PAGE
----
However, we didn't need large quantities full of chemicals, but small healthy apples to give to our son. If a worm doesn't eat an apple, why should we?

Now, we are waiting for the new baby apple trees to grow. We are confident and we plan to keep moving them to larger and larget pots and then finally in the garden.

Wish us luck. We will keep you posted.


Winter Ideas: Cooking Your Garden Products

Well, one more thing to do during winter - cook and eat what you have grown during summer and autumn.
Here's one recipe inspired from Moroccan cuisine -  Tagine meat balls (without the tagine and the eggs) using mostly products we gathered from our garden.

Step 1: preparing the meat balls: pork and beef meat (finely chopped), onions, garlic, paprika (sweet or hot depending on how hot you like the meat balls), black pepper, parsley and eggs (to keep the meat together in one piece) - all ingredients are mixed together and finely chopped. You can also use lamb or any kind of meat you like. The Moroccan recipe includes some additional ingredients which unfortunately are rare in my country. You can find the original recipe online. However, it's not much different than mine and remember that Moroccans don't use the fork or the spoon to eat it, but pieces of bread and their hands.

The ingredients of the meat balls
The ingredients of the meat balls

Step 2: place some tomato sauce that you have prepared during autumn (tomatoes, basil/thyme, salt) in a pan (I use a Tefal with glass cap) with a few laurel leaves to start boiling slowly;

Tomato sauce with laurel leaves
Tomato sauce with laurel leaves
Step 3: water your hands, make the meat balls and place them in the boiling tomato sauce. Make sure that at least 3 quarters of the balls are covered in sauce.

The meat balls in the tomato sauce
The meat balls in the tomato sauce
Step 4: Place the cap on top of the pan and cook over a small fire for about 20-25 minutes. No stirring is really necessary unless you get bored from time to time.

The original recipe also includes a few eggs that are placed in the pot whole directly on top of the meat balls. You can add those too if you prefer.

If you have a tagine pot it is going to be even better, but I don't so I had to improvise. Where I live tagine pots are rare and cost around 100 euro each, so I don't think they are worth the investment.

Enjoy the receipe and take care,

Winter Ideas: Seeds Organizer

Winter is soooo long and days pass slowly one at a time. Spring still seems far even if we are one week away from March. We are preparing our seeds for seedling growing, but time still passes slowly, sooooo slowly.

So, what to do in the meantime to make time pass a bit faster? I saw an idea in a gardening magazine - prepare a seeds organizer.


We improvised it from a shoe box, making separators from pieces of cardboard stuck to the box with adhesive tape. We wrote the month on each cardboard piece and there we had it - our very own seeds organizer.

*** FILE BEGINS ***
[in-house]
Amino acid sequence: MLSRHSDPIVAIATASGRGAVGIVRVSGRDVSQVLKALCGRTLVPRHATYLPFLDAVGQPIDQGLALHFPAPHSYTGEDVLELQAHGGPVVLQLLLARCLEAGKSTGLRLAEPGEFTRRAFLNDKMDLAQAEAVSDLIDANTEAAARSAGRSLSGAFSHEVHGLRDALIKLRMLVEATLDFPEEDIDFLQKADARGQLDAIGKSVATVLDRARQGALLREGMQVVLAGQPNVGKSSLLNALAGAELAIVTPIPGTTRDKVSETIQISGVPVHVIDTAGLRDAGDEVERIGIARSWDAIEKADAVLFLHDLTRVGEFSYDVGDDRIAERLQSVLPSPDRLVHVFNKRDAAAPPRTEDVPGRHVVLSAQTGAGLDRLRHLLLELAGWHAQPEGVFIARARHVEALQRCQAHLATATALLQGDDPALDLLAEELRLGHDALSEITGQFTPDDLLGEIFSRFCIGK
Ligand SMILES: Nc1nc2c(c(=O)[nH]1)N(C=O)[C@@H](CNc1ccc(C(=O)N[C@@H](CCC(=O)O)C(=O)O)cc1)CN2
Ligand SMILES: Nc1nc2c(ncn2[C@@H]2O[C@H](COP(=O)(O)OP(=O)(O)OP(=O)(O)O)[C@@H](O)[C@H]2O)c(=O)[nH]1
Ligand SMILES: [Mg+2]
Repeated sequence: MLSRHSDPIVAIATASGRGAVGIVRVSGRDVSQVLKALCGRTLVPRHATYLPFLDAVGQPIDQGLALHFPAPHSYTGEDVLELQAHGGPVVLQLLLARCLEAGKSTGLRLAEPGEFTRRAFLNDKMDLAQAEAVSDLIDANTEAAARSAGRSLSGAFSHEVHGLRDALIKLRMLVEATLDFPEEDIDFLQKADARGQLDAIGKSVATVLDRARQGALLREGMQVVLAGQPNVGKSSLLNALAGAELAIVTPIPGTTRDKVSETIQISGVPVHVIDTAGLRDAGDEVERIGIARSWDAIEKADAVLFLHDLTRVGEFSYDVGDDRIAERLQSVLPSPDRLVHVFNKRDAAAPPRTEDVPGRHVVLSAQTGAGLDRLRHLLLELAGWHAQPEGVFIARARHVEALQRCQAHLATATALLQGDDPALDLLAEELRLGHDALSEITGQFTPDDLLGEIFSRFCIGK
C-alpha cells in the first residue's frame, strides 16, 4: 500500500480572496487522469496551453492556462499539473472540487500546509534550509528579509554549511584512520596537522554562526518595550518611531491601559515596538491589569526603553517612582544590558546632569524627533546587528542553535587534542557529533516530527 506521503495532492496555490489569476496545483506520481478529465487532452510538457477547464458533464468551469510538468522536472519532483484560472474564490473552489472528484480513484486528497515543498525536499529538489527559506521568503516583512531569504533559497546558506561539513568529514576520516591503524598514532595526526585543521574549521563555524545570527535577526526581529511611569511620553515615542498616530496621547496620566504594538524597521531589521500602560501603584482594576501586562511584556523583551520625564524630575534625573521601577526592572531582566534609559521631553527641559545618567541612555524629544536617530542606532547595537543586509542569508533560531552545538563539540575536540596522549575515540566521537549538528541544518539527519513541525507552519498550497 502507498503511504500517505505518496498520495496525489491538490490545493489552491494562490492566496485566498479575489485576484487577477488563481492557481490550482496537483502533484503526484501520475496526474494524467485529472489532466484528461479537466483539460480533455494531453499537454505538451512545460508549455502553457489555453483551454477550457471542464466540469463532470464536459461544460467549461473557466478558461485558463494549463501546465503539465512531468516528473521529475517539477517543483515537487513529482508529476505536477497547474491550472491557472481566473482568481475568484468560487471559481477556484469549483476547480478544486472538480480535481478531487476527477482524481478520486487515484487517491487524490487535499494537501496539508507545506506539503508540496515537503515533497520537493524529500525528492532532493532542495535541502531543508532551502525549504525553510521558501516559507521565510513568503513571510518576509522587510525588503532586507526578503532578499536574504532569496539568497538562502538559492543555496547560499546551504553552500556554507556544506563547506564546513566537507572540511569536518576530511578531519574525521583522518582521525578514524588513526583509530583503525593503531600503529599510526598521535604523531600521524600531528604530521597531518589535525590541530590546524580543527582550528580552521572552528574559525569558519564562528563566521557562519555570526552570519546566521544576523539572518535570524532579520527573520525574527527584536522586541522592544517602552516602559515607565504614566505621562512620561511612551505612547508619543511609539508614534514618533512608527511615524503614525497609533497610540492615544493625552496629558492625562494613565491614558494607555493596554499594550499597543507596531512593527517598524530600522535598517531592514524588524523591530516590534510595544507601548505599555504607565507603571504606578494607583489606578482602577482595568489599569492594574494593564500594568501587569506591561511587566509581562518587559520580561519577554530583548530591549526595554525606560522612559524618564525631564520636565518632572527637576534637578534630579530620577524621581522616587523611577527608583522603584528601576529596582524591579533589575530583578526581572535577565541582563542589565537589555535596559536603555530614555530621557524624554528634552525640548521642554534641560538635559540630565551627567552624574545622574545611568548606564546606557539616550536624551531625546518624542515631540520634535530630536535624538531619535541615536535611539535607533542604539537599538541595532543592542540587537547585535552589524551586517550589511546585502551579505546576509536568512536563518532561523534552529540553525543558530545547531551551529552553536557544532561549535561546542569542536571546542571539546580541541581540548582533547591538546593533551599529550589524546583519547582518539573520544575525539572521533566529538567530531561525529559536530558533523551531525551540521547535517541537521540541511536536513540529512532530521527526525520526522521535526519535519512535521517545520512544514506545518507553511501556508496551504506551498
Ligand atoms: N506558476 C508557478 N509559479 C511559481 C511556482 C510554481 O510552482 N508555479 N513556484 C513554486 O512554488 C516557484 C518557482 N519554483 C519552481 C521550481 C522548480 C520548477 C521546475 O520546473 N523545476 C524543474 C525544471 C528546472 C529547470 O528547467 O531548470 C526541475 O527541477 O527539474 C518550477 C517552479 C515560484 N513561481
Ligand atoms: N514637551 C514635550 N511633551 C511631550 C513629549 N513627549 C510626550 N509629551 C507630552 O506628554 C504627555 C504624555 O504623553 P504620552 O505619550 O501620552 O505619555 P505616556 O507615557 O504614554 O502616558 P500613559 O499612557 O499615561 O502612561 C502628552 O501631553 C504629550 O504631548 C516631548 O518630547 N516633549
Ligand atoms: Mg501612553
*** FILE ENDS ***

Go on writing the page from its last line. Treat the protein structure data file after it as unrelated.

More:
We selected seeds according to the month they need to be planted in and wrote "R" on those that need to be grown as seedlings first and "N" on those that need to be placed directly in the garden. Don't bother about the "R" and the "N" - they don't come from English.

So, there you have it - an idea to keep you busy and make winter pass a bit faster - thinking about the great vegetables to plant will make those awful winter days full of clouds just a bit sunnier.

Take care,

Awaiting Spring - To Do List

Since it's still winter, too long if you asked me, we have plenty of time to make plans and prepare everything for spring. So we decided to make a list of activities in order to organize our spring tasks.

Missing spring

Here it is:

- make a list of vegetables to plant this year (add onions and garlic, loose some of the peppers);
- plant spinach;
- order all the seeds we have by months to be planted in (they start from February and some end in May); we must have them organized not to miss anything;
- create a draft of the vegetables garden on paper to decide which plant goes where this year, what area they occupy and how many plants fit in there;
- discuss with local authorities in order to sign a contract for receiving water from the centralized water system - the horrible drought last year convinced us that our own water supply from is no longer enough;

- prune the trees;
- nursery planting: plant tomatoes, peppers, celery and all the other vegetables that can't be planted directly outside in the garden;
- select and plant March vegetables that can be placed directly outside;
- uncover the trees planted last autumn (which are now covered in straw) and the vineyard (these two activities towards the end of the month);

My husband pruning the peach tree

- uncover all roses; yupeee, finally!
- select and plant April vegetables that can be placed directly outside;
- clean the pond and order fresh pond plants for this year;

This is all we have so far, but I am sure more will be added.

Take care and wish for spring to come sooner,

Winter Is Already Here

Dear all,

It seems that a successful year is ending and a new one coming.
We managed to finish work in the garden just in time - winter is already here:

Our pond is already half-frozen

New trees, covered in straw, already full of snow

Roses prepared for winter

Snow is slowly piling up

Troti in the snow
So what's still left to do this year is wish you a Merry Christmas and a Wonderful and Happy New Year.

Take care,